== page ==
Dishonored is one of the few games I've ever played where a direct recommendation of "play this with a controller/keyboard and mouse" cannot be made. Generally speaking, I enjoy playing stealth games with a controller. Stealth, like racing games, is a genre that benefits greatly from analog sticks. At the heart of a great stealth game is nail-biting tension and suspense. Vulnerability is stressed through risk outweighing reward. On a keyboard, all of your inputs are static. Are you pressing up? Good, you're moving up. Jolting an analog stick up can mean the difference between shuffling silently and bringing in nearby ears for inspection. Even in games where this choice tends to be an illusion, it heightens the already high stakes of weaving in and out of crowded spaces as little more than a specter in the night. If that's how you choose to play Dishonored, I recommend it. Leaning and inventory management can feel a little less natural than they would on a keyboard, but they're functional and aren't as distracting as they could potentially be. In the words of Godd Howard himself, "it just works."
The other side of the coin is this: combat-based playthroughs require vastly more precision than two analog sticks can allow. Far from the stealth game half of this game is, aggressive playstyles in Dishonored turn the game into a psychotically frenetic action-platformer about style. The ability to teleport goes from a neat tool for traversing large areas undetected to a weapon that allows you to change your position on the fly. Double jumping allows you to exploit the verticality of each level, creating moments where countering an attack means raising a blade from above as often as it does parrying a swing. Grenade kills are a gory spectacle that separates torsos from limbs and then torsos from themselves. But this brutality exists for more than shock value alone. Each decapitated body part can be picked up and thrown to be used as a distraction or to stagger oncoming attacks. Being of the same lineage of Dark Messiah, Dishonored features a host of supernatural abilities to go alongside teleportation, one of which allows you to throw enemies to the ground with a gust of wind. Paired with the ability to stop time completely, falling bodies go from quick executions to rather grim bridges used to access nearby rooftops. Also paired with the ability to turn the weapons of your enemies into your own, it allows you to disintegrate unaware platoons. As both a stealth game and a power fantasy, Dishonored succeeds.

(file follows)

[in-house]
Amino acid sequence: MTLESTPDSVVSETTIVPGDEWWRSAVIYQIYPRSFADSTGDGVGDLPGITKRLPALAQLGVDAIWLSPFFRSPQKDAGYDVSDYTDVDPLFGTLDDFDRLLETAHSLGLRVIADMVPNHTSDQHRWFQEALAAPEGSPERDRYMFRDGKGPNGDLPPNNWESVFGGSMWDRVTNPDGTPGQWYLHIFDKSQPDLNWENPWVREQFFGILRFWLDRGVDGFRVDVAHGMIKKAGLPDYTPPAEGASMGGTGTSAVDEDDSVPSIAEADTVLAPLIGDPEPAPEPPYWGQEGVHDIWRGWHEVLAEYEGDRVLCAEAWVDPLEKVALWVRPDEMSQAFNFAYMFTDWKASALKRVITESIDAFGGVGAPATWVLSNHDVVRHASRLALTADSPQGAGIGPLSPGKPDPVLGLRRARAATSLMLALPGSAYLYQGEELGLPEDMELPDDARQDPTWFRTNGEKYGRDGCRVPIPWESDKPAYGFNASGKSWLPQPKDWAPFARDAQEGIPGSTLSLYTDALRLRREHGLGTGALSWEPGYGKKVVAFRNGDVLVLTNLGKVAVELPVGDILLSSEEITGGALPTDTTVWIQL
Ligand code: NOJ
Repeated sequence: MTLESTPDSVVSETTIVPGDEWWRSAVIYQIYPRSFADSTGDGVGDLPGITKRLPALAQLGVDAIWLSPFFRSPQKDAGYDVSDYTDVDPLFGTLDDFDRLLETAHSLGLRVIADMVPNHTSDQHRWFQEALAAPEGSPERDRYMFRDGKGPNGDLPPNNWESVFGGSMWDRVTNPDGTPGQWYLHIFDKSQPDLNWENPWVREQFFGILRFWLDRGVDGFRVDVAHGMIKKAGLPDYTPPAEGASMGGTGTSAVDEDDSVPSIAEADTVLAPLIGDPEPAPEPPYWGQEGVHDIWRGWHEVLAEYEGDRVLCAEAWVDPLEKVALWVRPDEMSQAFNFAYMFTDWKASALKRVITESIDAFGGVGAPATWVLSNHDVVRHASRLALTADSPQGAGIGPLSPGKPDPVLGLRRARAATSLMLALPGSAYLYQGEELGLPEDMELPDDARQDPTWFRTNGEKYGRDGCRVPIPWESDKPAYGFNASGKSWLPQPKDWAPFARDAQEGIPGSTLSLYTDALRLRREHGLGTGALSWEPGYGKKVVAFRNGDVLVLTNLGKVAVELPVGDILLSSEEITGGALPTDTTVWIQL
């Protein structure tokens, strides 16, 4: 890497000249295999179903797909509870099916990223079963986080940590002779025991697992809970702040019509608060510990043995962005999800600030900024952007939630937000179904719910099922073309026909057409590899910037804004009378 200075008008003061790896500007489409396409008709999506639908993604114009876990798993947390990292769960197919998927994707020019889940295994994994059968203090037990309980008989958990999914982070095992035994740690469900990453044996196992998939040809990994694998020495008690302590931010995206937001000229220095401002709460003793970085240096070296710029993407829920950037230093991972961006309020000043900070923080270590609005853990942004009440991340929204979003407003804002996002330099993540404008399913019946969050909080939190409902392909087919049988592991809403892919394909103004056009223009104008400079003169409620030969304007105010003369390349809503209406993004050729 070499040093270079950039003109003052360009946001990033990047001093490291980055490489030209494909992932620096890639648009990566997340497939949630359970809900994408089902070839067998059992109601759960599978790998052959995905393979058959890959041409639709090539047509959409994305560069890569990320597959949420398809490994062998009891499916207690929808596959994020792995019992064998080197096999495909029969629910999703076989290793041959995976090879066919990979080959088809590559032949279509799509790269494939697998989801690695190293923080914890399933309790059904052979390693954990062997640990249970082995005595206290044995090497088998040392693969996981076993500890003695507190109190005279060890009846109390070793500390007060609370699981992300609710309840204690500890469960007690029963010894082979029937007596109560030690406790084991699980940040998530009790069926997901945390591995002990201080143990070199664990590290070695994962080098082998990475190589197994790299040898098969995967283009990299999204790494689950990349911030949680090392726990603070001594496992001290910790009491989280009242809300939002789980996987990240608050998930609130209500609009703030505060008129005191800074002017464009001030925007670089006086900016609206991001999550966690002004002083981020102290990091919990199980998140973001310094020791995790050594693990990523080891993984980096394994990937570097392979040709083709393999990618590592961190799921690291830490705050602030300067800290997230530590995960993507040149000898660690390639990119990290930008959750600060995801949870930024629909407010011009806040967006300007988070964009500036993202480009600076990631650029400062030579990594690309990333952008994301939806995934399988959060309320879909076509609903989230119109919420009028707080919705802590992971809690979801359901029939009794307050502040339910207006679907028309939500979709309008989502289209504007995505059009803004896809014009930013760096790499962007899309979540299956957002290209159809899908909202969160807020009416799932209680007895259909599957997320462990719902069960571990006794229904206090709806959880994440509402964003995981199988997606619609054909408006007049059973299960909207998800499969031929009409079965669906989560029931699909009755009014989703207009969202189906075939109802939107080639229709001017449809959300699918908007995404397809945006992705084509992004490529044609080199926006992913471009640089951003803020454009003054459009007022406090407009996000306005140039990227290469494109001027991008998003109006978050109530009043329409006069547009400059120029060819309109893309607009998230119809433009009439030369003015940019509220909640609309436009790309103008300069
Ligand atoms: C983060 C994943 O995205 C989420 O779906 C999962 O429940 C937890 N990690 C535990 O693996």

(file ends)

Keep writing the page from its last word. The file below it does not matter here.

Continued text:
As a narrative? I don't know what to tell you. This is where things start to get a little bit more complicated. At the heart of Dishonored isn't its cast of characters or the journey you go on but the morality of your actions. The choice to go silent or to leave bodies in your wake is one not only made for your character but the world he lives in. Going on a murderous rampage causes everyone to hate you while the world falls to shit. It's daring and bold, and I can't say it works entirely because this game loves to give you tools to just murder the fuck out of everyone. Your supernatural powers can be used to sneak around guards. But when upgrades can make my powers deadlier while others encourage me to go on thoughtlessly violent killing sprees, I don't know if I feel like the game is trying to instill any morals in me and succeeding in its job. Especially since the detail of this setting only makes me care about the characters I'm told to get rid of, the non-violent approach to Dishonored's narrative can feel a bit hollow.
Outside of that, though, this is one of the best immersive sims I've ever played. This is one of those quintessential 'reload your save every five minutes' games, and it's always a blast to revisit. I do wish its attitude toward women were a little friendlier. I wouldn't say it's the most misogynistic game I've ever played, but averypaledog's review hits the nail on its head.
Reviewed on Mar 20, 2023
2 months ago
Actually a fun fact about my first playthrough with the game is that i loved that mission, first i killed her in a hitman style, but then just after she was dead i wanted to see how is the other route, after finishing the non lethal way i felt bad and went back to actually killing her, that was in my first run which was the peaceful one btw.
2 months ago
Yeah, misogynistic was probably too harsh a term. What I was trying to get at was, 'isn't it gross how the only woman antagonist in this rouge's gallery has 'being trapped with someone who will no doubt SA her' as her non-lethal option, even though none of the men are subjected to a fate as horrifying?' If I'm not mistaken, one of the developers (might have been a lead designer? I don't remember) stated that they regretted having that as an option in a tweet they've since deleted.
Other than that, though, yeah! I absolutely agree with you when you say that that mission rules. It's easily one of the best in the entire game.
2 months ago
May i ask how is the non-lethal approach to Lady Boyle misogynistic? i disagree with the game that its considered pacifist approach since in my opinion its more curel than killing her, but im not sure we can conclude from it that the game is anti women.
Was there something I've missed?